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Spanning 12 years in the lives of two families, AMERICAN PROMISE provides a rare look into black middle class life while exploring the common hopes and hurdles of parents navigating their children's educational journeys.

The film begins in 1999, when filmmakers Joe Brewster and Michéle Stephenson turn their cameras on their son Idris and his best friend Seun as they enter kindergarten at the Dalton School, one of the country's most prestigious private educational institutions. Together, the two families learn that opportunity is just the first step toward academic success. Over the years, the boys struggle with stereotypes, identity, and perception, both inside and outside the classroom. They ultimately take divergent paths on the road to graduation — one remains at Dalton while the other attends the Benjamin Banneker Academy, a predominantly black public school with an Afro-centric curriculum. Meanwhile, the parents wrestle with the same doubts and angst over their sons' futures, as they juggle their high expectations with the cultural and social obstacles that their sons face.

AMERICAN PROMISE is not just a coming-of-age tale about black male achievement; it is a universal story about parental hopes and expectations. Through the intimate experiences of these two families, the documentary reveals complicated truths about parenting, while calling into question commonly held assumptions about educational access in the 21st century.

Ultimately, the film reveals that not all children and families get the same chance to succeed — asking the question of each of us: what is the American Promise?


Learn more about AMERICAN PROMISE and connect with the film:

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The Filmmakers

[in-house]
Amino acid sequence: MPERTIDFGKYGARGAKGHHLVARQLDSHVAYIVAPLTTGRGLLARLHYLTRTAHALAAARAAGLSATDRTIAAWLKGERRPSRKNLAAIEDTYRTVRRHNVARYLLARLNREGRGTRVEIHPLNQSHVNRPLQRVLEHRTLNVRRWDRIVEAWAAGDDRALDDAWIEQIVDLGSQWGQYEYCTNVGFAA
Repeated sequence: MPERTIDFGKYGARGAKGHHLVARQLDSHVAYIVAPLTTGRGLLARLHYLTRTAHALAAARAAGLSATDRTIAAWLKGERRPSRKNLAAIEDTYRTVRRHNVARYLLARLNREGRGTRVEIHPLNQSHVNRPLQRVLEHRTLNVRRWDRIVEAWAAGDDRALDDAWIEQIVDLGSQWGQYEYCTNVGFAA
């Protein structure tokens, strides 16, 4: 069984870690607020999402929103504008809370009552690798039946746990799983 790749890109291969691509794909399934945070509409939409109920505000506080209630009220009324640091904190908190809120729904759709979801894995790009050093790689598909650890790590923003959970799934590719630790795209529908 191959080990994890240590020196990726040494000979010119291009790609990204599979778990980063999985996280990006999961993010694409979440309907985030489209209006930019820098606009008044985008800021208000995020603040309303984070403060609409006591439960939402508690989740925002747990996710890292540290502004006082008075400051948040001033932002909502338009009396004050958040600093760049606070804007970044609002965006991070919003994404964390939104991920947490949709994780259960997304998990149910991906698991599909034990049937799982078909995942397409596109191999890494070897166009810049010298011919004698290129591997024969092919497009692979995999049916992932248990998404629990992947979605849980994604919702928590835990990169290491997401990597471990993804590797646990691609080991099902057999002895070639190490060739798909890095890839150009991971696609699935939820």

Michéle Stephenson Director/Producer

Michéle Stephenson is the co-producer and co-director of AMERICAN PROMISE. A graduate of McGill University and Columbia University School of Law, Stephenson uses her background in critical race studies, and human rights to inform her documentary work. Her Panamanian and Haitian heritage has also fueled her passion to tackle stories on communities of color and social justice. An early pioneer in the Web 2.0 revolution, Stephenson used video and the internet to structure human rights campaigns and train people from across the globe in video internet advocacy. Her work has appeared on PBS, Showtime, MTV and other outlets. Stephenson's honors include: Sundance Special Jury Award in Filmmaking, Silverdocs International Documentary Film Festival Diversity Award; and the Henry Hampton Award for Excellence in Film and Digital Media. In 2013, American Promise won the US Documentary Special Jury Award for Achievement in Filmmaking at the Sundance Film Festival and Full Frame Festival's top-prize — the Reva and David Logan Grand Jury Award for feature-length documentary.

Joe Brewster Director/Producer

Joe Brewster is the co-producer and co-director of AMERICAN PROMISE. He has produced and directed award winning feature documentaries and narrative films. Brewster is a Harvard/Stanford educated psychiatrist who specialized in organizational analysis, which is the use of psychoanalytical principals to understand and improve organizations. He traveled to New York City to pursue media studies in the service of social change. In 1992, Brewster sold his first screenplay to the Jackson-McHenry group under the Warner Brothers imprint. In 1996 Brewster wrote and directed The Keeper, which was an official selection in the dramatic narrative competition section of the Sundance Film Festival and garnered numerous national and international awards including a Spirit Award nomination.

Festivals & Awards

News & Documentary Emmy Awards


Nominee - Best Documentary

Nominee - Best News Coverage of a Contemporary Issue

Nominee - Outstanding Individual Achievement in a Craft: Editing Documentary and Long Form

Sundance Film Festival


Winner - Special Jury Award, U.S. Documentary

Full Frame Documentary Film Festival


Winner - Grand Jury Award

New York Film Festival


Official Selection


A hard-edged and inspiring account on how African American males can attain academic success.”

-The Hollywood Reporter

Riveting... an intimate look at what it's like to be young, black and male in a largely white private school.”


Brewster and Stephenson’s film is destined to be a classic of the genre — an engrossing exploration of race, education, and expectations featuring strong, personable characters who the viewer feels connected to immediately.”

-Documentary Channel


-Washington Post

An extraordinary documentary about race, family and education that's at once epic and intimate.”